One commonly used inequality index that can be derived from this generalized entropy class is the mean log deviation:


Another well-known inequality index that is a special case of the entropy class is the Theil index:


The final inequality index we compute is half the square of the coefficient of variation:

Table 5.

Coding of Financial Reforms in the Five Countries

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We would like to thank Xavier Gine, Aart Kraay, Inessa Love, Ashoka Mody, Robert Townsend, and other participants in the IMF and World Bank seminars for helpful comments and suggestions. The usual caveats apply.


It is unfortunate that many recent studies have used the term “financial development” when referring specifically to financial deepening. Financial development should be thought of as a much broader concept reflecting improvements in the functioning of the financial sector. These include increased access to financial intermediation, greater diversification opportunities, improved information quality, and better incentives for prudent lending and monitoring.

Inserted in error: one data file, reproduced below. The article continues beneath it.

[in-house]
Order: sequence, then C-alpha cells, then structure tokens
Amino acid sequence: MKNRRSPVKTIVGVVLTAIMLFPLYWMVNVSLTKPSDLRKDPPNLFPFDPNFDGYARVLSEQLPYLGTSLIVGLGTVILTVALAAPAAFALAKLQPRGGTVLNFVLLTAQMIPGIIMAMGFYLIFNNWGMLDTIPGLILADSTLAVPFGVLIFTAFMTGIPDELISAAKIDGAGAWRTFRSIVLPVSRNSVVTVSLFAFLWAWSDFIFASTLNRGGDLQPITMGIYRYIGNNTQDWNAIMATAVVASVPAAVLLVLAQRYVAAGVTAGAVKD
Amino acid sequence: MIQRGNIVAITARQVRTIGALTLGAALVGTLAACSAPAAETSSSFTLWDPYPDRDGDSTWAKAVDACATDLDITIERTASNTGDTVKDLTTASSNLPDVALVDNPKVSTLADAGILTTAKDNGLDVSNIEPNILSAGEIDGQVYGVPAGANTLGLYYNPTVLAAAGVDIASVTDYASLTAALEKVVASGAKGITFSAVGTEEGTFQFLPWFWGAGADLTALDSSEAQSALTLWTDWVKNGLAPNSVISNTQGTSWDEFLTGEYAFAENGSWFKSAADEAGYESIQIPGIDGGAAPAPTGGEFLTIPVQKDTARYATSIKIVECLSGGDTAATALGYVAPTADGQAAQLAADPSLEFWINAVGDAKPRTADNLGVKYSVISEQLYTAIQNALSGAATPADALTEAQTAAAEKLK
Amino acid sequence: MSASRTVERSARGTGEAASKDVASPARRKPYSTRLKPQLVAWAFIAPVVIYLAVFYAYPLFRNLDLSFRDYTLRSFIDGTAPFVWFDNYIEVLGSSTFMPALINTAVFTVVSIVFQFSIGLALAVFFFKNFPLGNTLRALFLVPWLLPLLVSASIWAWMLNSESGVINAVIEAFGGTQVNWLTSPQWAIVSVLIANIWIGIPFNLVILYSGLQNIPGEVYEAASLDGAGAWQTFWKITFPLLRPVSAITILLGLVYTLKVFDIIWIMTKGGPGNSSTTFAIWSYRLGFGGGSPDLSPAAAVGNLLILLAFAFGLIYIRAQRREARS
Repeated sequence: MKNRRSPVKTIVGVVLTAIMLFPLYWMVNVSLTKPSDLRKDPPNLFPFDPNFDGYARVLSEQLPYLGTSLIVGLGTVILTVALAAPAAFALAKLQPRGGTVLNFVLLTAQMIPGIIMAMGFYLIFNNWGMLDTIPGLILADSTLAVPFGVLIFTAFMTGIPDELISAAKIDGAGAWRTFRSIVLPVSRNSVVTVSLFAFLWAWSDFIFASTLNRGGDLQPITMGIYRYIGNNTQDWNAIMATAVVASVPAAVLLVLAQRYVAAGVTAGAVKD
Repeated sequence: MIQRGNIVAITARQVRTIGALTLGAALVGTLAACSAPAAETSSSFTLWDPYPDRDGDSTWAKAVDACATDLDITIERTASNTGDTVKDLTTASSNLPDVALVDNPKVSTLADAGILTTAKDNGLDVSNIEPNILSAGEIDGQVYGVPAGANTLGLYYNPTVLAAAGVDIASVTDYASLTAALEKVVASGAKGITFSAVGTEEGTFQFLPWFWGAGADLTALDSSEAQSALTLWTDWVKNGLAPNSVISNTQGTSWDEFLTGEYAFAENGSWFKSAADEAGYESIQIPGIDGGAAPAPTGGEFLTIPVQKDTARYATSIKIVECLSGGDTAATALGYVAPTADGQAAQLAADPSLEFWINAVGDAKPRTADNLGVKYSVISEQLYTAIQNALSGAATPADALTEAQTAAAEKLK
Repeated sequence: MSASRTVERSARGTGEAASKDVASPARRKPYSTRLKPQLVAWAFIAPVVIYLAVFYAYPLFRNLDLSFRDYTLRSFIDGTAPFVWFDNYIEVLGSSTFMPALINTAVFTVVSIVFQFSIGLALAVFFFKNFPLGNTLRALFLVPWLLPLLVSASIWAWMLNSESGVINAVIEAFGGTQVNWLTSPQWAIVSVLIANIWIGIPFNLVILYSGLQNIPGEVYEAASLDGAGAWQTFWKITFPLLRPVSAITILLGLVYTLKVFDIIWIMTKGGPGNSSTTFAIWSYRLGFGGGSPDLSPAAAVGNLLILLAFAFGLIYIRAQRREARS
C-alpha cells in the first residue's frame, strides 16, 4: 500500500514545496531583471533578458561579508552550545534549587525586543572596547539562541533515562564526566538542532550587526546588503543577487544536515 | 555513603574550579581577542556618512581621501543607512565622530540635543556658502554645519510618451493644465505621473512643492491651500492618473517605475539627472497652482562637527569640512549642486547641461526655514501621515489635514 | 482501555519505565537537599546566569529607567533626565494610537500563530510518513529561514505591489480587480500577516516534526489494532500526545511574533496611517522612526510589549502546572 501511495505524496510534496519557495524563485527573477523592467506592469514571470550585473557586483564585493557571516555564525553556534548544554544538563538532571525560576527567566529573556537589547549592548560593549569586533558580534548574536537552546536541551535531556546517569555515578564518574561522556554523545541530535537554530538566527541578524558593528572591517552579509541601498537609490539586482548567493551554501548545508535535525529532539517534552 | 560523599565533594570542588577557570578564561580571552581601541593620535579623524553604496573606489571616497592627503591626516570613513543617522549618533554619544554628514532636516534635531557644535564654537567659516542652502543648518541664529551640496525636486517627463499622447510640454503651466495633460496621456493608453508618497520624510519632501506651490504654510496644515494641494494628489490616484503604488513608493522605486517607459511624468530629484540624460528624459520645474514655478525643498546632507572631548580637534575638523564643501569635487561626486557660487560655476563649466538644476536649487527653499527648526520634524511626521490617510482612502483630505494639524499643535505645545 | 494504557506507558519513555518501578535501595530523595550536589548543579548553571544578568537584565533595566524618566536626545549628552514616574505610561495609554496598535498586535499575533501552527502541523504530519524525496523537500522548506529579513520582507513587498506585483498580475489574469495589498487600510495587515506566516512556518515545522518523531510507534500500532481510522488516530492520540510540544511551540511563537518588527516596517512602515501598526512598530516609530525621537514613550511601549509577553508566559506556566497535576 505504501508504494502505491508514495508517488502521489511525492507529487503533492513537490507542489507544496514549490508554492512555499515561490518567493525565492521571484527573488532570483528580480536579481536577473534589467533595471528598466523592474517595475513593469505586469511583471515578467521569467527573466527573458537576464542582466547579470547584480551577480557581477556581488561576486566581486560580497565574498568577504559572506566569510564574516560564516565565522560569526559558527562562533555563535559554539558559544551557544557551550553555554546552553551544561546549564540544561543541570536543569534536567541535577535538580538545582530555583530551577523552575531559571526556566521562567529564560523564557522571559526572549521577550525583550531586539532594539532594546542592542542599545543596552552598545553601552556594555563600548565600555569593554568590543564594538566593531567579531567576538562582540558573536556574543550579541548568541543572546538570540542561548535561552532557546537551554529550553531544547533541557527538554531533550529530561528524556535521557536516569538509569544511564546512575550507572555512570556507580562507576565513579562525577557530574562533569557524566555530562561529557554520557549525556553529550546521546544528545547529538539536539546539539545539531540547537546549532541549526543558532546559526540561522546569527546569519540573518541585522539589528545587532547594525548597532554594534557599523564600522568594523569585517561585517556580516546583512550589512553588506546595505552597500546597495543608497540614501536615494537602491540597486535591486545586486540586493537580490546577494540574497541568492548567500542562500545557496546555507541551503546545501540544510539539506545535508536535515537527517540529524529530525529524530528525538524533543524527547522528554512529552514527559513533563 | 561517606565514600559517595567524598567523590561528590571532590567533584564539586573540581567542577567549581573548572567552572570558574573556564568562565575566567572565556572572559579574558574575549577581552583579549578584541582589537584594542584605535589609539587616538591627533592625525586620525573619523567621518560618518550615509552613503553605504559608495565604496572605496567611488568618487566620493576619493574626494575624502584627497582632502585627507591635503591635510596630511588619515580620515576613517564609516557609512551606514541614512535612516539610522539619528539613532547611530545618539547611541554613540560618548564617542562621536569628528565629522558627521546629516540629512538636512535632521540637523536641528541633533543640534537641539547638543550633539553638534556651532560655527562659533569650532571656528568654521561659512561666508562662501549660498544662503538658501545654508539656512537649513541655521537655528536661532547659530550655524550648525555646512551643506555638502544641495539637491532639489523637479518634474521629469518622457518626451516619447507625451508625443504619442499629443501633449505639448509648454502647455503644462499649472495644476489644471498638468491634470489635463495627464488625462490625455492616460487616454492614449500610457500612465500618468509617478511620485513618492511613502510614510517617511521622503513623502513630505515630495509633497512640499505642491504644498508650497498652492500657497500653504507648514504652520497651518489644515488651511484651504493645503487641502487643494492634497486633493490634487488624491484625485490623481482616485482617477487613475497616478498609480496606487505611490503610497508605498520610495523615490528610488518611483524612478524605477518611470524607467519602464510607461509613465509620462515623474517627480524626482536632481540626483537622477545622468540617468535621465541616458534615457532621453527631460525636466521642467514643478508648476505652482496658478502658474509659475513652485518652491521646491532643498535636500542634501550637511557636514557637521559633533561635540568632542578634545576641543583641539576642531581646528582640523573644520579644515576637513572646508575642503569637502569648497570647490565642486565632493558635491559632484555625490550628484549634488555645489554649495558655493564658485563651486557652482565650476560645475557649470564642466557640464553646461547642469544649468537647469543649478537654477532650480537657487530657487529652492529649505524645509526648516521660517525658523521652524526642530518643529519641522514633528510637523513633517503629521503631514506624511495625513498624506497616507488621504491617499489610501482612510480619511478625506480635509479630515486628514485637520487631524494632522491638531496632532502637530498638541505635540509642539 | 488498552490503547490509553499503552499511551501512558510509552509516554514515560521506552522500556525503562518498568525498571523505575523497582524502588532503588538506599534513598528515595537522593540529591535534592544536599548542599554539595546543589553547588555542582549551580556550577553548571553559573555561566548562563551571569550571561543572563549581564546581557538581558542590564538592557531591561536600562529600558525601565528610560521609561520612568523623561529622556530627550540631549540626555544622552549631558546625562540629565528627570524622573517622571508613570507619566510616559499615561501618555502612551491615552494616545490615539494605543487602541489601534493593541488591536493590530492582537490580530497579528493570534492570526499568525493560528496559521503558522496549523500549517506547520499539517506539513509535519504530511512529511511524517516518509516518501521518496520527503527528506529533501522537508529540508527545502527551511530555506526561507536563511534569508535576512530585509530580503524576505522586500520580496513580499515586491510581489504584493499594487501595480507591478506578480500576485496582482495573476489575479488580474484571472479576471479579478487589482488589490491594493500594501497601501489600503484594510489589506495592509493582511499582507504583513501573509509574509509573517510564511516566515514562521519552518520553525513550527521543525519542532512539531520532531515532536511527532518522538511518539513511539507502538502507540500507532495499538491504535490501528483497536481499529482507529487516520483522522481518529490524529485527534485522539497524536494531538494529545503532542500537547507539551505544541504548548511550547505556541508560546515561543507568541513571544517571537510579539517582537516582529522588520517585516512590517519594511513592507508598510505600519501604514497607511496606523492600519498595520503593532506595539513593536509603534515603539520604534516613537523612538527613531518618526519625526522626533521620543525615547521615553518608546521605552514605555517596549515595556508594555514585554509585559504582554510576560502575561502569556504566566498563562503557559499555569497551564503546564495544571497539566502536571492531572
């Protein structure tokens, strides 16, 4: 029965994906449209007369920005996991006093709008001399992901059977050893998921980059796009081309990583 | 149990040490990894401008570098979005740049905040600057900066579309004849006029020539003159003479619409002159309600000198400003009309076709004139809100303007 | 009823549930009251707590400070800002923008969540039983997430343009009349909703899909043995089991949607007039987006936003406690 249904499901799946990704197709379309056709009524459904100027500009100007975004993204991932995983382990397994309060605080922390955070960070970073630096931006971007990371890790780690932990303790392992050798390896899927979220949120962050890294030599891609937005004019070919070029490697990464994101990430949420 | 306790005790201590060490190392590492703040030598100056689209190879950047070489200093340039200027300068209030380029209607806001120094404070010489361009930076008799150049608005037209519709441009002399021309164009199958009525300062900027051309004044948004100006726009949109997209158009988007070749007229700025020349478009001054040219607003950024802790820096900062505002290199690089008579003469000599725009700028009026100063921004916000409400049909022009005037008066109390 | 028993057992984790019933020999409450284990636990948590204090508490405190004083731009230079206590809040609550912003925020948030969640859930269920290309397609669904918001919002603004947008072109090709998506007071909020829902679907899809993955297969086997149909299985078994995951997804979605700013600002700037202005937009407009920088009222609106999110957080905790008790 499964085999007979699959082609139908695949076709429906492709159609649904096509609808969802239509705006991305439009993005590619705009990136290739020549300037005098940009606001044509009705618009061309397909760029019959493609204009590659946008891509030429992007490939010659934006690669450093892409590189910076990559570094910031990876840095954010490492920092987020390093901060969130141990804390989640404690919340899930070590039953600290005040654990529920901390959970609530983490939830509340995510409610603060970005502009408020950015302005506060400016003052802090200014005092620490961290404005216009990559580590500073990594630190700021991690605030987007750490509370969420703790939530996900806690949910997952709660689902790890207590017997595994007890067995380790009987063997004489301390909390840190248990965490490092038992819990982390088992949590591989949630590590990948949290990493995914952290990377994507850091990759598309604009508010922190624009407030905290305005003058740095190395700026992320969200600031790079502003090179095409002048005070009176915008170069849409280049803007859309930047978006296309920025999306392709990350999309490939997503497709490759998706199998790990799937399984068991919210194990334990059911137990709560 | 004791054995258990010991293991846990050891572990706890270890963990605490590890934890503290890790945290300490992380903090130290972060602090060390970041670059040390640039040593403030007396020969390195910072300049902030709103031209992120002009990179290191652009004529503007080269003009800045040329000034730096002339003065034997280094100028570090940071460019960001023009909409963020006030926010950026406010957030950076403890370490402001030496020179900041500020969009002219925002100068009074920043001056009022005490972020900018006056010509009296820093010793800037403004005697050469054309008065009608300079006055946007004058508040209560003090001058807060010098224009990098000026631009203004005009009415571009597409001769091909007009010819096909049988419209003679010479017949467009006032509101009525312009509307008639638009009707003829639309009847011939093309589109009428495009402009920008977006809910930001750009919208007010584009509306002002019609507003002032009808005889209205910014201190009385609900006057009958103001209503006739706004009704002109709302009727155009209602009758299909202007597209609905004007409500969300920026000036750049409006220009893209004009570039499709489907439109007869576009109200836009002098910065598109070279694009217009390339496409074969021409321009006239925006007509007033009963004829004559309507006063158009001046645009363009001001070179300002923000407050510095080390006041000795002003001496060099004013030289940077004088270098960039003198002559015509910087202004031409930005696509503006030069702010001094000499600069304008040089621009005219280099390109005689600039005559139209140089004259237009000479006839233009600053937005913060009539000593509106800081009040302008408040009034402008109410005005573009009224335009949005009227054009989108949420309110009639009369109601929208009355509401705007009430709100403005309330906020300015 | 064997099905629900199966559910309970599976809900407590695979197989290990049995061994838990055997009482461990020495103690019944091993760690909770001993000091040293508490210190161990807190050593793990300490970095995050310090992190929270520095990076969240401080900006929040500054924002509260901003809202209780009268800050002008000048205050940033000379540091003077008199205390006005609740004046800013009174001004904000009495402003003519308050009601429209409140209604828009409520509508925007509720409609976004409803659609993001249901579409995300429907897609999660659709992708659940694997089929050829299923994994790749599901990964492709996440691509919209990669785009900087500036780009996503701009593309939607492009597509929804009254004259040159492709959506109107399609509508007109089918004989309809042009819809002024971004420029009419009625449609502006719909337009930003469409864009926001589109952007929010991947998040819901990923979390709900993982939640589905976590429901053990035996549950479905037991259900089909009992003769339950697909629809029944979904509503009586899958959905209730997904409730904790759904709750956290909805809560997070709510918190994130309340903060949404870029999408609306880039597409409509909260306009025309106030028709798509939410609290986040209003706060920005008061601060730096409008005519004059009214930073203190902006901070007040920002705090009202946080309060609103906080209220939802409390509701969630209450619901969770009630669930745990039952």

For example, during the 1970s and up into the early 1980s, Japan and France had financially deep markets that were highly repressed. Conversely, Great Britain in the late 1970s and several Latin American countries, including Peru, Argentina, and Brazil, in the 1990s had liberalized financial markets that were relatively shallow.


Without a change in international financing constraints, these lower savings would also need to be accompanied by lower investment.


They proxy ex post marginal returns by the sales-to-capital ratio and the operating-profits-to- capital ratio, under the assumption of a constant-returns-to-scale technology.


In our view, this is not necessarily evidence of a quality effect, since governments can artificially stimulate growth in certain industries using directed credit and differential interest rates. For example, while Japan is one of the most important examples in Wurgler’s study, the Japanese government is known to have substantially intervened in allocating capital among firms (see, e.g., Ito, Okuno, Kiyono, and Suzumura, 1988).